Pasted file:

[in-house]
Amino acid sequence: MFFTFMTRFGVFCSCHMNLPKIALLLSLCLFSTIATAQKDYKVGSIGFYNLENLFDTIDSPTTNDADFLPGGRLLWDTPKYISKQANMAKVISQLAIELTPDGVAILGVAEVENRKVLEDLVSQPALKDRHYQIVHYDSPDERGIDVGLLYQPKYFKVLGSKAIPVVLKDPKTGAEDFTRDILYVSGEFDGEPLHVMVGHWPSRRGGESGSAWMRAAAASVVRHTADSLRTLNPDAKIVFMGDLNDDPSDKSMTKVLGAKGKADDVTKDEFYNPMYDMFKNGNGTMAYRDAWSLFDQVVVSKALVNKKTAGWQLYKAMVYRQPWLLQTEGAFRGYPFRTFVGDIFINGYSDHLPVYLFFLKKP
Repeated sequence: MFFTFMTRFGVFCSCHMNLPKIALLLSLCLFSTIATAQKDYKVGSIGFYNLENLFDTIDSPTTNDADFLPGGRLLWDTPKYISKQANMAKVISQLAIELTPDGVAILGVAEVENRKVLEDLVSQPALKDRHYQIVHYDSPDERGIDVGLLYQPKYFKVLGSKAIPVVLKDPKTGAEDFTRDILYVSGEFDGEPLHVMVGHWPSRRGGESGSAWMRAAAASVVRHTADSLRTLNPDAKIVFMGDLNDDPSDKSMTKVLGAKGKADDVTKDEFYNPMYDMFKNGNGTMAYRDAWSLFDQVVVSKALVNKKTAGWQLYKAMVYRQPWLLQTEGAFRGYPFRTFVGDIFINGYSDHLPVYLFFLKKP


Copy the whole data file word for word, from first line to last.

[in-house]
Amino acid sequence: MFFTFMTRFGVFCSCHMNLPKIALLLSLCLFSTIATAQKDYKVGSIGFYNLENLFDTIDSPTTNDADFLPGGRLLWDTPKYISKQANMAKVISQLAIELTPDGVAILGVAEVENRKVLEDLVSQPALKDRHYQIVHYDSPDERGIDVGLLYQPKYFKVLGSKAIPVVLKDPKTGAEDFTRDILYVSGEFDGEPLHVMVGHWPSRRGGESGSAWMRAAAASVVRHTADSLRTLNPDAKIVFMGDLNDDPSDKSMTKVLGAKGKADDVTKDEFYNPMYDMFKNGNGTMAYRDAWSLFDQVVVSKALVNKKTAGWQLYKAMVYRQPWLLQTEGAFRGYPFRTFVGDIFINGYSDHLPVYLFFLKKP
Repeated sequence: MFFTFMTRFGVFCSCHMNLPKIALLLSLCLFSTIATAQKDYKVGSIGFYNLENLFDTIDSPTTNDADFLPGGRLLWDTPKYISKQANMAKVISQLAIELTPDGVAILGVAEVENRKVLEDLVSQPALKDRHYQIVHYDSPDERGIDVGLLYQPKYFKVLGSKAIPVVLKDPKTGAEDFTRDILYVSGEFDGEPLHVMVGHWPSRRGGESGSAWMRAAAASVVRHTADSLRTLNPDAKIVFMGDLNDDPSDKSMTKVLGAKGKADDVTKDEFYNPMYDMFKNGNGTMAYRDAWSLFDQVVVSKALVNKKTAGWQLYKAMVYRQPWLLQTEGAFRGYPFRTFVGDIFINGYSDHLPVYLFFLKKP